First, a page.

How TweetDeck Could Take Over the World

And maybe kill Google, Microsoft and Wolfram Alpha in the process.  OK, that was a joke, but since all tech blogs use absurd, over the top headlines in a juvenile effort to attract readers, I thought I’d give it a try.

Back to TweetDeck. . .

tweetdeckI’ve dabbled with TweetDeck for some time, using it periodically but always finding my way back to my home-grown Content Master.  The Twitter part of Content Master, of course, is the excellent TwitterGadget, which does a lot of really neat things that other Twitter apps have surprisingly not implemented.  TweetDeck comes about as close as any desktop app I have used.  With a few additions, I think TweetDeck could become my Twitter app of choice.

But make no mistake, for that to happen, this has to happen:

First, it absolutely must allow multiple columns of “All Friends,” to allow users to better manage screen space.  The most important part of Twitter is the river of posts from the people you follow.  Having a single column to view this limits you to 6-10 posts on your screen.  That is far too few (sure, I could scroll down, but I’d rather allocate more screen space).  Users should be able to allocate multiple columns to the river, with new posts appearing in the first column and then moving to next column(s) before they rotate off your screen.  This is a must-have feature that should be implemented today.  Literally.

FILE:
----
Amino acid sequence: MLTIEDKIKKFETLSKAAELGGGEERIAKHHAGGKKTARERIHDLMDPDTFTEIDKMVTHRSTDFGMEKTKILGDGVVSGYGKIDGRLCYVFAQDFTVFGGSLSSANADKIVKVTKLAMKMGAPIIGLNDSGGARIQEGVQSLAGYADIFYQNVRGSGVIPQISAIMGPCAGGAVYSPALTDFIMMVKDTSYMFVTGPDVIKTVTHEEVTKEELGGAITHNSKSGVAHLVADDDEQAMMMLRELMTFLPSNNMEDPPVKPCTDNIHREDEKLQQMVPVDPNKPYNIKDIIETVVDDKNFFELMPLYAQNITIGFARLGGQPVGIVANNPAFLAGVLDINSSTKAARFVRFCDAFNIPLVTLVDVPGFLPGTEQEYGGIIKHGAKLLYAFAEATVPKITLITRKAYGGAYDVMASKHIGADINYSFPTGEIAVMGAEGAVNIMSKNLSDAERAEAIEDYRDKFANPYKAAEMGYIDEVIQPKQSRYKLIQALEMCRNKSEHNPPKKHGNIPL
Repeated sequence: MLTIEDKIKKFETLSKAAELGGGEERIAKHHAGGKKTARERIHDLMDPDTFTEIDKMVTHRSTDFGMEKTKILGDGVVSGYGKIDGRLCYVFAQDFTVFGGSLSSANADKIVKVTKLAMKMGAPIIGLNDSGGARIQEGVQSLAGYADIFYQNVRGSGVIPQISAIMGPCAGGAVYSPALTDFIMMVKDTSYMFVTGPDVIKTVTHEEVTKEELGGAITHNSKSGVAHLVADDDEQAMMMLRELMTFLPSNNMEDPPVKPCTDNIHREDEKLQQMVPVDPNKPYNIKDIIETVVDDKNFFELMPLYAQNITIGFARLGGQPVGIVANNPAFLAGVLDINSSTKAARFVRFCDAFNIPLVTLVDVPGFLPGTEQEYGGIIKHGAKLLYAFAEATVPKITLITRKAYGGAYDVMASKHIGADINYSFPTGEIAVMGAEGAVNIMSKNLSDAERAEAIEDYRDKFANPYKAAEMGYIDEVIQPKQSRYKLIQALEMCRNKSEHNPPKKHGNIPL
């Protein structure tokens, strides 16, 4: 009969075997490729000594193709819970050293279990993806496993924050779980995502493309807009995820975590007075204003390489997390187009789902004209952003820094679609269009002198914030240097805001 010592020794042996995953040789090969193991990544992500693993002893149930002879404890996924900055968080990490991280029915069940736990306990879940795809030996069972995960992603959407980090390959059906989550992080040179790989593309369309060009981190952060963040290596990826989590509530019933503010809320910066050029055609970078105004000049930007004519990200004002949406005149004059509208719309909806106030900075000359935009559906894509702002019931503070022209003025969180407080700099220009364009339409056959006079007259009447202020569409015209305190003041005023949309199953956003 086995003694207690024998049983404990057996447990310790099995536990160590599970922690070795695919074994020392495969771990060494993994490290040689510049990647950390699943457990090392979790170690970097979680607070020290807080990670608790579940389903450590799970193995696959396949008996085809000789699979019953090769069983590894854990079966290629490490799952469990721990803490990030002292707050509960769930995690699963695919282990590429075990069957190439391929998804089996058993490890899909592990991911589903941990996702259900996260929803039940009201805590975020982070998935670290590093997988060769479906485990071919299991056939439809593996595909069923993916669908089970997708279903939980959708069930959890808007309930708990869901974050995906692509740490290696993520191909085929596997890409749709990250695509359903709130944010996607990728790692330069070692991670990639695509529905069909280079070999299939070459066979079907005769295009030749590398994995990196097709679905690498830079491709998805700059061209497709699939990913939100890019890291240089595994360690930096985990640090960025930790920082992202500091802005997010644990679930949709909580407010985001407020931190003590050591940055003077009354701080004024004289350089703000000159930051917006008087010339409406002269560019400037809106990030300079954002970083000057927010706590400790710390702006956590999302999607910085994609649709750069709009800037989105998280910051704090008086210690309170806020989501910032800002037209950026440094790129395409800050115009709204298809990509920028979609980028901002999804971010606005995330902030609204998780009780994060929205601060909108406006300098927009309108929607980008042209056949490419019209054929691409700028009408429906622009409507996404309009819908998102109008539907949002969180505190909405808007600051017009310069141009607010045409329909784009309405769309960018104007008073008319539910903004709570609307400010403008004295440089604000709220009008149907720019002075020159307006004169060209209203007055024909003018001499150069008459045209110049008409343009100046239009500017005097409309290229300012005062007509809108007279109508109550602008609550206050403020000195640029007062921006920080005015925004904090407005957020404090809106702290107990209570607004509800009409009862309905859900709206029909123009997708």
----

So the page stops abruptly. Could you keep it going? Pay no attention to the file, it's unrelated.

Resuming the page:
Second, how about a Google Reader implementation.  There’s already a way to add your Facebook data to TweetDeck.  Give me a way to access my Google Reader information from within the application and I’d be hooked.  Something similar to, but more robust than, the Google Reader gadget would be a great start.  I’d be happy with Google Reader.  I’d be thrilled if other apps were also incorporated, like Delicious, Read It Later, Photobucket, Dropbox, etc.  In other words, make TweetDeck as good for publishing Twitter content as it is for reading it.

Third, once all that additional source data is available from within TweetDeck, allow articles to be dragged from the applicable column (i.e., the Google Reader column), into the Tweet message box.  Populate the message box with the title of the article you dropped in there, and populate the link box with the URL, which should then be automatically shortened.

Fourth, provide a way to export all, filtered portions or individual items from your TweetDeck to other services, via RSS feeds.  That would allow you to use TweetDeck as the publishing platform not only for Twitter, but also for other services.  If I could selectively embed some of the content I read and publish in TweetDeck to my blog or some other site, that would be very helpful.